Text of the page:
As we talked, Fishman sat in front of Lament, a dark, very recent painting, perhaps even still in progress. The northern light came from behind and beyond her, illuminating the painting’s surface from a back and side angle, and casting her face in darkness. It shone over the shiny and matte reliefs of the paint material and composition. Soon, though I was still listening to her voice, my consciousness was taken over by this highly dramatic play of the ambiguity of the light and dark and material relief, bringing the integrity of the painting into a realm of ungraspable dimension. (I took a photo which I hope might aid with what I attempt to describe.)

On the other side of the room, with the light likewise raking it from the side but closer to this wall of north window light, the large Les nuits d’été (2016), was situated on an easel; bright yellow paint held in check by blacks and blues. Its paint application was fairly sparse overall, but dense where it was placed, so that there were many white areas of unpainted canvas visible, something that I often find suspect when done by other painters. Not so with Fishman (as with Cézanne). In this case I almost wanted to scream for her not to fill in the missing paint areas, so strong and compelling the entire realisation struck me as being. Fishman was still considering whether it was finished or not. I include an oblique and a straight-on image in an attempt to share what I was seeing. Fishman begins by making spontaneous paint marks that relate in some way to the shape and dimensions of the rectangle. These marks may or may not remain visible in the composition of the finished painting. She continues building from and upon them as she so deems, working outwards toward the gaze of the viewer. Her paint is applied boldly and toughly, but loosely and gratifyingly, with a wide variety of paint densities and applications. It appears layered, as I said before, and as such, starts to “come off the wall” and into the space of the viewer, so that one is with the painting rather than just looking at it. The paint provides many seemingly changing dimensions. Each addition (or subtraction?) seems very much deliberated. And I imagine that she loses herself in the work, alone, without being conscious of the time passing, or the hours or days it takes to make the painting.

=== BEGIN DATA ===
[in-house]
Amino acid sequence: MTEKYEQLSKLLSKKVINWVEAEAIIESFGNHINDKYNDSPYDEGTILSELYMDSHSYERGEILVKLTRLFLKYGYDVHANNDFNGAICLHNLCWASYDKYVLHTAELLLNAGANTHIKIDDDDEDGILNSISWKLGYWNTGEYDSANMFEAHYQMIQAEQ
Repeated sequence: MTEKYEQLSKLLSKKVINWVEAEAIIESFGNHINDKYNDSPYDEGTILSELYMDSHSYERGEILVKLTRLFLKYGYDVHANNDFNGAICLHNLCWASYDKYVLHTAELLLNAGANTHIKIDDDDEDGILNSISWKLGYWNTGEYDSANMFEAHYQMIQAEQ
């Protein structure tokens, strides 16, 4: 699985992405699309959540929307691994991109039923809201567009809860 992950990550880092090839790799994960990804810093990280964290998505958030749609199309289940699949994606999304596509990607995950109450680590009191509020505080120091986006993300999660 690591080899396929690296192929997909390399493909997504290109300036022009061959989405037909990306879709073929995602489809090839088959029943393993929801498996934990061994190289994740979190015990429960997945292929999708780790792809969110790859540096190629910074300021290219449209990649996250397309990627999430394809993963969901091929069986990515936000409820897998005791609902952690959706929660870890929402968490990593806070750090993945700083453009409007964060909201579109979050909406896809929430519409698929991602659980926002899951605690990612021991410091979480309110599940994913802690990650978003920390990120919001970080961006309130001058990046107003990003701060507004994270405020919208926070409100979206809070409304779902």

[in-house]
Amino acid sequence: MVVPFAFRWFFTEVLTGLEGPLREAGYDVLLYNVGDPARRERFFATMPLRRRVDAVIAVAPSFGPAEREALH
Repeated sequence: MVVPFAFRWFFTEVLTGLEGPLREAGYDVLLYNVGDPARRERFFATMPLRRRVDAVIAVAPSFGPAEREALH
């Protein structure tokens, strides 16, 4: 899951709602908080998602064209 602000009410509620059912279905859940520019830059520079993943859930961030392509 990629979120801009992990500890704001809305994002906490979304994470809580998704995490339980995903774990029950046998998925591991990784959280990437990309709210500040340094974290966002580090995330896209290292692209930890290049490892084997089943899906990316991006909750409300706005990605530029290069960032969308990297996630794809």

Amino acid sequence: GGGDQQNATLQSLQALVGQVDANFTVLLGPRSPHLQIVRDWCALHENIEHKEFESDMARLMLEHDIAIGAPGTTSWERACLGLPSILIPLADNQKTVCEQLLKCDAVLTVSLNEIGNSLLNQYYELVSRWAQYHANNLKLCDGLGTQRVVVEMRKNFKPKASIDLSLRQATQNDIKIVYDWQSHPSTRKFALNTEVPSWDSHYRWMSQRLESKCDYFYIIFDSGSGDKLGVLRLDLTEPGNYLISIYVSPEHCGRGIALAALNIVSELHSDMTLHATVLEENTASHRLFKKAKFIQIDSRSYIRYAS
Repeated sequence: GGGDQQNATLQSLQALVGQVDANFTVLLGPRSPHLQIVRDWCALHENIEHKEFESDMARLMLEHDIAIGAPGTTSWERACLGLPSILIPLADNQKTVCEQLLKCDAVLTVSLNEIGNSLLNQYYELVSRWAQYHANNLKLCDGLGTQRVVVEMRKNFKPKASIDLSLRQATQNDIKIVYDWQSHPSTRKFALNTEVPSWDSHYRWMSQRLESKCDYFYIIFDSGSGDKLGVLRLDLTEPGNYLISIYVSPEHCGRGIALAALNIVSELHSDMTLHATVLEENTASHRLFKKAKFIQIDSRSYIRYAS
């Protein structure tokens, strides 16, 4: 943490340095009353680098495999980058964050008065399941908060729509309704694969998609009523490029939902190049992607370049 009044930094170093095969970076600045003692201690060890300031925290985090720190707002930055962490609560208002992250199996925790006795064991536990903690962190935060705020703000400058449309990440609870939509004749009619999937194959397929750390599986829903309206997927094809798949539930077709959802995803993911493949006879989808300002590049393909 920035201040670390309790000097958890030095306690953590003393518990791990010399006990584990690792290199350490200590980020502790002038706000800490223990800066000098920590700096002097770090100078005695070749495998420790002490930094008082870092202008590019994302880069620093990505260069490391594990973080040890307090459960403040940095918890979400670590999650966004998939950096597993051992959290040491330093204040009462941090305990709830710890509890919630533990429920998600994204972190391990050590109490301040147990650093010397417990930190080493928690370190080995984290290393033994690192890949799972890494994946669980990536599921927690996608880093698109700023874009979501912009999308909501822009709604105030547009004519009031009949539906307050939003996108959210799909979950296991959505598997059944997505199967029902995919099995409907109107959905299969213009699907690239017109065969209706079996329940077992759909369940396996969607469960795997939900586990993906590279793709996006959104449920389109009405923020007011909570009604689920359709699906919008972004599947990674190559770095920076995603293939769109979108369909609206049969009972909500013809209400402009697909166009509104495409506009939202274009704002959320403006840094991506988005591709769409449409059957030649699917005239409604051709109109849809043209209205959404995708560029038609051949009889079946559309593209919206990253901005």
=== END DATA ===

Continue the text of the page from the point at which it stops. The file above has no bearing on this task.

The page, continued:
Sometimes when I see her work, and am stopped in my tracks, Cézanne comes to mind, because the reality of the painting is there before me. The paint makes it so: how the artist constructed the painting in all its dimensions. This was the case when I encountered her two paintings Crossing the Rubicon (2012), and Ristretto (2013), at the 2014 Whitney Biennial. The paintings were elementally concrete, yet escaped into intangibility. Only the paint remained, but that was the it (or something) that provided all.

I think of artist-painters as trying to achieve the ‘reality of the painting’, rather than as merely trying to depict something. Also I believe painters, Louise Fishman included, search to free the self from its own perimeters so that in turn, their paintings can go beyond the reach of the viewer. It is the ungraspable in a momentous work of art that makes it art. And there is no room for ambiguity. It is there, fixed in time, like a mountain, or a suspended star.